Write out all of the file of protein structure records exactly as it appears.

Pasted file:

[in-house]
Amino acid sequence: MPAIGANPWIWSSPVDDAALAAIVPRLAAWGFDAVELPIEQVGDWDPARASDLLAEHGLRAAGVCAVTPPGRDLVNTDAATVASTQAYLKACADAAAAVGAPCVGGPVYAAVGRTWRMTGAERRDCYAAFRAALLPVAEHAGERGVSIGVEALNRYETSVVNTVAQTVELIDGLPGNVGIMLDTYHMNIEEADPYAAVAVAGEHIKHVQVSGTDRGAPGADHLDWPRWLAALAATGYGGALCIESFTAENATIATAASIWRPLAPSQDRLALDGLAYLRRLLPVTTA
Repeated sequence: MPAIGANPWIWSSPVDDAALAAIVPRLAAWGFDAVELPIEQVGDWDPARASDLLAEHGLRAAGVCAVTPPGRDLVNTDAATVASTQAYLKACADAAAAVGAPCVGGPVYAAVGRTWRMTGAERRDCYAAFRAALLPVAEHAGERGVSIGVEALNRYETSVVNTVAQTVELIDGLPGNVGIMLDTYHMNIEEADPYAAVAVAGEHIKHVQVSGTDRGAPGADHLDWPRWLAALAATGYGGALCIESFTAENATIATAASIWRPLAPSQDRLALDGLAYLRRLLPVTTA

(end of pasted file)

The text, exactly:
[in-house]
Amino acid sequence: MPAIGANPWIWSSPVDDAALAAIVPRLAAWGFDAVELPIEQVGDWDPARASDLLAEHGLRAAGVCAVTPPGRDLVNTDAATVASTQAYLKACADAAAAVGAPCVGGPVYAAVGRTWRMTGAERRDCYAAFRAALLPVAEHAGERGVSIGVEALNRYETSVVNTVAQTVELIDGLPGNVGIMLDTYHMNIEEADPYAAVAVAGEHIKHVQVSGTDRGAPGADHLDWPRWLAALAATGYGGALCIESFTAENATIATAASIWRPLAPSQDRLALDGLAYLRRLLPVTTA
Repeated sequence: MPAIGANPWIWSSPVDDAALAAIVPRLAAWGFDAVELPIEQVGDWDPARASDLLAEHGLRAAGVCAVTPPGRDLVNTDAATVASTQAYLKACADAAAAVGAPCVGGPVYAAVGRTWRMTGAERRDCYAAFRAALLPVAEHAGERGVSIGVEALNRYETSVVNTVAQTVELIDGLPGNVGIMLDTYHMNIEEADPYAAVAVAGEHIKHVQVSGTDRGAPGADHLDWPRWLAALAATGYGGALCIESFTAENATIATAASIWRPLAPSQDRLALDGLAYLRRLLPVTTA